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Nurses in Canada respond to long-awaited federal inquiry into missing and murdered Indigenous women

August 3, 2016, Ottawa — Nurses are encouraged by the federal government’s launch of a national public inquiry into missing and murdered Indigenous women and are deeply committed to supporting the inquiry’s work. As nurses, we stand united to reaffirm our responsibilities in safeguarding and promoting the health and well-being of Indigenous women.

“This long-overdue initiative is a landmark moment for Indigenous families who have lost a loved one,” said Canadian Indigenous Nurses Association (CINA) president Lisa Bourque-Bearskin. “We are hopeful that this inquiry will lead to concrete actions in reducing violence against Indigenous women across the country. We also call for a thorough analysis of law enforcement and systemic deconstruction of the Indian Act to ensure a greater equity in protection services for Indigenous women in Canada.”

“This is an important and long-awaited inquiry to finally address the unacceptable violence against Indigenous women,” said Canadian Nurses Association (CNA) CEO Anne Sutherland Boal. “We expect this inquiry will directly involve and consult Indigenous groups broadly throughout Canada, including CINA and families who have lost a loved one, so they can rest assured that concrete actions will be taken to reduce this violence against Indigenous women.”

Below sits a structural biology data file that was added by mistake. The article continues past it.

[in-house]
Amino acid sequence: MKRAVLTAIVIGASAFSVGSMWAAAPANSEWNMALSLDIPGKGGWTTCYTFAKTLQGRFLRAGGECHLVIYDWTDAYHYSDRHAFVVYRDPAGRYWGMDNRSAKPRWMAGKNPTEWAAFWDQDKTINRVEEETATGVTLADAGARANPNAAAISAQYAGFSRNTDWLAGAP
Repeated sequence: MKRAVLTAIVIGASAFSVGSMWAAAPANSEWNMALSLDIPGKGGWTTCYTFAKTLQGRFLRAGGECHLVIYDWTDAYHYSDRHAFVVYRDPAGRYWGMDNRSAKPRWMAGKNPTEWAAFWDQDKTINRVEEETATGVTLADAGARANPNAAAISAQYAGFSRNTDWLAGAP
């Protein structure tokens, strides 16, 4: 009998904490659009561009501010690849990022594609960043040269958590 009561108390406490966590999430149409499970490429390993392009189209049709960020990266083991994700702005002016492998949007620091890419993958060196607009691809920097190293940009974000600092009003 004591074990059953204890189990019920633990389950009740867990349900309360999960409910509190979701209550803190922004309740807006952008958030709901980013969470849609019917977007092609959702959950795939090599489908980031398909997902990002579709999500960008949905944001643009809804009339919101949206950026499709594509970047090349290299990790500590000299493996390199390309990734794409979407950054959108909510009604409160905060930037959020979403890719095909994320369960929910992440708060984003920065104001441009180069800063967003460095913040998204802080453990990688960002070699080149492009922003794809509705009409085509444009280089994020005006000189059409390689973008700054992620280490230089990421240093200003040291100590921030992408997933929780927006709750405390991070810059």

In the spirit of collaboration, CNA and CINA are committed to working together to support and advance the nursing profession to provide a wide range of culturally safe, high-quality care needed for improved health and wellness of Indigenous Peoples.

Nurses contribute significantly to the care of Indigenous women. To date, nurses have not been meaningfully involved in the federal government’s consultation process. As nurses are often the first point of access for women who have been victimized, we have an important voice to lend to this inquiry.


CINA is the longest standing indigenous health organization in Canada that is governed by a board of directors whose mission is to improve the health of First Nation, Inuit, and Métis Peoples, by supporting First Nation, Inuit and Métis nurses and by promoting the development and professional practice of Aboriginal health nursing.

CNA is the national professional voice representing over 139,000 registered nurses in Canada. CNA advances the practice and profession of nursing to improve health outcomes and strengthen Canada’s publicly funded, not-for-profit health system.

For more information, please contact:

Kevin Ménard
Communications Advisor
Canadian Nurses Association
Tel.: 613-237-2159, ext. 543
E-mail: kmenard@cna-aiic.ca